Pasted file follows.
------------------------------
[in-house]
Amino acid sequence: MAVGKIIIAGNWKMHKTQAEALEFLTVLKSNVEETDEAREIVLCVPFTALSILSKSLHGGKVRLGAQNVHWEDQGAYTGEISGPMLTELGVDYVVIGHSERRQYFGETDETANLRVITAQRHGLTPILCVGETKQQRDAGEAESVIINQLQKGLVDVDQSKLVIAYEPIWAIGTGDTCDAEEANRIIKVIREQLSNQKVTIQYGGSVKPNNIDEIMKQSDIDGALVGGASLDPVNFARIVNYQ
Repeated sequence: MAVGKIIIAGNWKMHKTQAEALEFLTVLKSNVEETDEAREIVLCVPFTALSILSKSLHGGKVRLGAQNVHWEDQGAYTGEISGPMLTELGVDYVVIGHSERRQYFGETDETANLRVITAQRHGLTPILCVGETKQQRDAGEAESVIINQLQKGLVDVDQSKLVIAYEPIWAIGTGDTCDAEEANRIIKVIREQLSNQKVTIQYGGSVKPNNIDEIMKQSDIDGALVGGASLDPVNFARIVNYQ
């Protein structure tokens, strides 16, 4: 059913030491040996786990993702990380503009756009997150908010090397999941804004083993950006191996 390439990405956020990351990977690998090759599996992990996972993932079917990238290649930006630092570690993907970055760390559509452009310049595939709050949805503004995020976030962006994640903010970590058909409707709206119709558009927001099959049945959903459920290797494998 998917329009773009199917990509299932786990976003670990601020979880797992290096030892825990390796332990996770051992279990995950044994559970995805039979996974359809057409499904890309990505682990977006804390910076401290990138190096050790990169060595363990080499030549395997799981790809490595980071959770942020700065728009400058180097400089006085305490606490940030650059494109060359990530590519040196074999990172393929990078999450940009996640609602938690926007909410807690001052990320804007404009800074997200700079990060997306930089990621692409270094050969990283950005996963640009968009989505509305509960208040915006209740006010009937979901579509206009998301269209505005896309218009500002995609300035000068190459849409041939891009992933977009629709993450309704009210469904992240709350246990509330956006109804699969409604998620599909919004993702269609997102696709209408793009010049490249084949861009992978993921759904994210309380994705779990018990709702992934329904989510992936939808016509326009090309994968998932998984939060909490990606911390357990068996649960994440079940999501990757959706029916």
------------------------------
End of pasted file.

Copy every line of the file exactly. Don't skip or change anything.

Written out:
[in-house]
Amino acid sequence: MAVGKIIIAGNWKMHKTQAEALEFLTVLKSNVEETDEAREIVLCVPFTALSILSKSLHGGKVRLGAQNVHWEDQGAYTGEISGPMLTELGVDYVVIGHSERRQYFGETDETANLRVITAQRHGLTPILCVGETKQQRDAGEAESVIINQLQKGLVDVDQSKLVIAYEPIWAIGTGDTCDAEEANRIIKVIREQLSNQKVTIQYGGSVKPNNIDEIMKQSDIDGALVGGASLDPVNFARIVNYQ
Repeated sequence: MAVGKIIIAGNWKMHKTQAEALEFLTVLKSNVEETDEAREIVLCVPFTALSILSKSLHGGKVRLGAQNVHWEDQGAYTGEISGPMLTELGVDYVVIGHSERRQYFGETDETANLRVITAQRHGLTPILCVGETKQQRDAGEAESVIINQLQKGLVDVDQSKLVIAYEPIWAIGTGDTCDAEEANRIIKVIREQLSNQKVTIQYGGSVKPNNIDEIMKQSDIDGALVGGASLDPVNFARIVNYQ
């Protein structure tokens, strides 16, 4: 059913030491040996786990993702990380503009756009997150908010090397999941804004083993950006191996 390439990405956020990351990977690998090759599996992990996972993932079917990238290649930006630092570690993907970055760390559509452009310049595939709050949805503004995020976030962006994640903010970590058909409707709206119709558009927001099959049945959903459920290797494998 998917329009773009199917990509299932786990976003670990601020979880797992290096030892825990390796332990996770051992279990995950044994559970995805039979996974359809057409499904890309990505682990977006804390910076401290990138190096050790990169060595363990080499030549395997799981790809490595980071959770942020700065728009400058180097400089006085305490606490940030650059494109060359990530590519040196074999990172393929990078999450940009996640609602938690926007909410807690001052990320804007404009800074997200700079990060997306930089990621692409270094050969990283950005996963640009968009989505509305509960208040915006209740006010009937979901579509206009998301269209505005896309218009500002995609300035000068190459849409041939891009992933977009629709993450309704009210469904992240709350246990509330956006109804699969409604998620599909919004993702269609997102696709209408793009010049490249084949861009992978993921759904994210309380994705779990018990709702992934329904989510992936939808016509326009090309994968998932998984939060909490990606911390357990068996649960994440079940999501990757959706029916």